I vividly remember where I was standing when I realized the following: "Lou is never going to make me completely happy." It was at our first house in Bolivar. I was standing in the kitchen, right in front of the silverware drawer. If the engine that was pulling that train had ground to a halt at that point, this post could also be titled, "The saddest day of my life." Thankfully, that thought was followed immediately with a whisper by God's Spirit, "He can't make you happy. He can't meet all your needs. He wasn't created to do that. It's not that he won't. He can't."
Bless Lou's heart. For at least 2 yrs of marriage to me, he was burdened with the weight of some hefty unrealistic expectations on my part. Did I really expect him to meet all my needs? Heck, I think I not only expected him to meet them, but anticipate them. (All together now, "Poor Lou!") I didn't ever say, "If you really loved me, you'd _____," but I certainly thought it. What a prison he was in. What a prison I was in.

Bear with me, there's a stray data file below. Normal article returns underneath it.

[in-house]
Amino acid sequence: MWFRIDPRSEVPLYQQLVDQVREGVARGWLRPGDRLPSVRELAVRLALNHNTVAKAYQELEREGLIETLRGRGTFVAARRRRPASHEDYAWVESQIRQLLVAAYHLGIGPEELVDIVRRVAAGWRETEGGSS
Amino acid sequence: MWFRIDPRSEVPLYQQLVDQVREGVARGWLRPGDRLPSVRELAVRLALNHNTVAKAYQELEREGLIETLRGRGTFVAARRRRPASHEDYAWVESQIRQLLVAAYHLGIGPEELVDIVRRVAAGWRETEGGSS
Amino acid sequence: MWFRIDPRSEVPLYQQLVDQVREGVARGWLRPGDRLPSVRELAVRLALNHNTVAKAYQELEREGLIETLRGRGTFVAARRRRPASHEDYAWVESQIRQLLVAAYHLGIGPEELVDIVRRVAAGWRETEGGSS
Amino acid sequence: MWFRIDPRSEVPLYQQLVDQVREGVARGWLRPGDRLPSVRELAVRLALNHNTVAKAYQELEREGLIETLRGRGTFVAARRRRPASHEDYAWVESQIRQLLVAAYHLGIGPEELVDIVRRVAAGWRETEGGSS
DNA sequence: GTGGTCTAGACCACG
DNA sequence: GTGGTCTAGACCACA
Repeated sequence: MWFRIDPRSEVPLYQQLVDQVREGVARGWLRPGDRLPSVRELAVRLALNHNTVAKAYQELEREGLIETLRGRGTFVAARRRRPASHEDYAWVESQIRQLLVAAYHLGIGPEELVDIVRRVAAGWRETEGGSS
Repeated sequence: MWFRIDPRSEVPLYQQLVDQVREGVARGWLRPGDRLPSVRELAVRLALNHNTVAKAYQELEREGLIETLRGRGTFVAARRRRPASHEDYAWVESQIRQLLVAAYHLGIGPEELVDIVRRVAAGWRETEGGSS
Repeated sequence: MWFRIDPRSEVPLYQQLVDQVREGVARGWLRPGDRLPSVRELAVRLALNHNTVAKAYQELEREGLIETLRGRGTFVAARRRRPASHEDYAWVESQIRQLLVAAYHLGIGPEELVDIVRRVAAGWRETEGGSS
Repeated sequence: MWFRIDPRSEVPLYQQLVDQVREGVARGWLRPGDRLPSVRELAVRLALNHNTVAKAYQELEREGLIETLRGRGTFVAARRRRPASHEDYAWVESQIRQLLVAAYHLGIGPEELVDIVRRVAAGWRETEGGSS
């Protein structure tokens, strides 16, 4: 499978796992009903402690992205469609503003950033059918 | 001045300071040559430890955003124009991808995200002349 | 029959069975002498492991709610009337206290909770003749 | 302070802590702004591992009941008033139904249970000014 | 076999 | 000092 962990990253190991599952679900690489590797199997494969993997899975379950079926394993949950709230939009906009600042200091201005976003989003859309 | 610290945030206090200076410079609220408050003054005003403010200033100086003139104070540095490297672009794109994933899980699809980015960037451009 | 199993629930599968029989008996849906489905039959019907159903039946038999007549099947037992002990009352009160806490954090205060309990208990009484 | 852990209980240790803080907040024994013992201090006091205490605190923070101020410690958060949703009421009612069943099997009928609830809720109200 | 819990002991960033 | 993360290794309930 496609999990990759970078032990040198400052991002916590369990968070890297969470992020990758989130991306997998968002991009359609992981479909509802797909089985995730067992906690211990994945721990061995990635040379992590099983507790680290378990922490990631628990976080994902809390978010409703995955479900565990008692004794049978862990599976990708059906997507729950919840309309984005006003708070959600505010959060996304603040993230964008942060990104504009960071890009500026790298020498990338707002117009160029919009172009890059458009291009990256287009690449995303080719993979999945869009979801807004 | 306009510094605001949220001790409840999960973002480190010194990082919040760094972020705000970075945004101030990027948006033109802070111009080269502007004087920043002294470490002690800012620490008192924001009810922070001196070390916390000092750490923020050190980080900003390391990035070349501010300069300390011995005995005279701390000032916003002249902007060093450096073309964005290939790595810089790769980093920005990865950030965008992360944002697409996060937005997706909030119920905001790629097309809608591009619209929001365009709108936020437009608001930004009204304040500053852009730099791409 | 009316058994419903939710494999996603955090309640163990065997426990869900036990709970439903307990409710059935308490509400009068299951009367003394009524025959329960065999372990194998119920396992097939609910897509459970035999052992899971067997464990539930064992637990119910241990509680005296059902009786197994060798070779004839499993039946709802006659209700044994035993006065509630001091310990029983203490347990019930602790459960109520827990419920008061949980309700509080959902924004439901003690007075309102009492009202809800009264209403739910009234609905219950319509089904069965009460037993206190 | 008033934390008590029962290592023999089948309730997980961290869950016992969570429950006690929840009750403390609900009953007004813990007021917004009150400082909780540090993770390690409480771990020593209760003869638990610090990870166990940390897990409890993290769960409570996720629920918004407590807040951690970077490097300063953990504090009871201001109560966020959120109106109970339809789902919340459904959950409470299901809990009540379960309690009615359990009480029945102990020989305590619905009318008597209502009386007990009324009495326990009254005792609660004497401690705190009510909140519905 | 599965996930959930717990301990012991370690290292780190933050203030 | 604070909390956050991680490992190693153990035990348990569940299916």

I can't list all the ways God prepared my heart for that momentous revelation that day in my kitchen. We did go - and still do go - to a yearly marriage retreat.(I highly recommend this.) I do remember a few separate incidents - a trip to Tennessee, a dog, exercise regimens, and hashbrowns - that sparked conversations which divulged that what was really going on had nothing to do with the label that I just used to describe it.
All that to say, on that day in my kitchen on Oakland St, God, in his mercy, opened my eyes to something I'd never seen before, and in a whole new way, set me free from... me. I was not to focus on what Lou did or didn't do - or what I expected him to do or not do. I am to run into the arms of God - through his word, through prayer, through a moment by moment communion with him. This meets my deepest need and sets me free. I'm free to see this good man as the gift from God that he really is. I'm free to think about him instead of me. I'm free to love him unconditionally. The weight that lifted from my shoulders (and probably his) that day was palpable.
So, here I sit 20 years later thanking God for opening my eyes that day. Marriage has been a sweet crucible. I am grateful.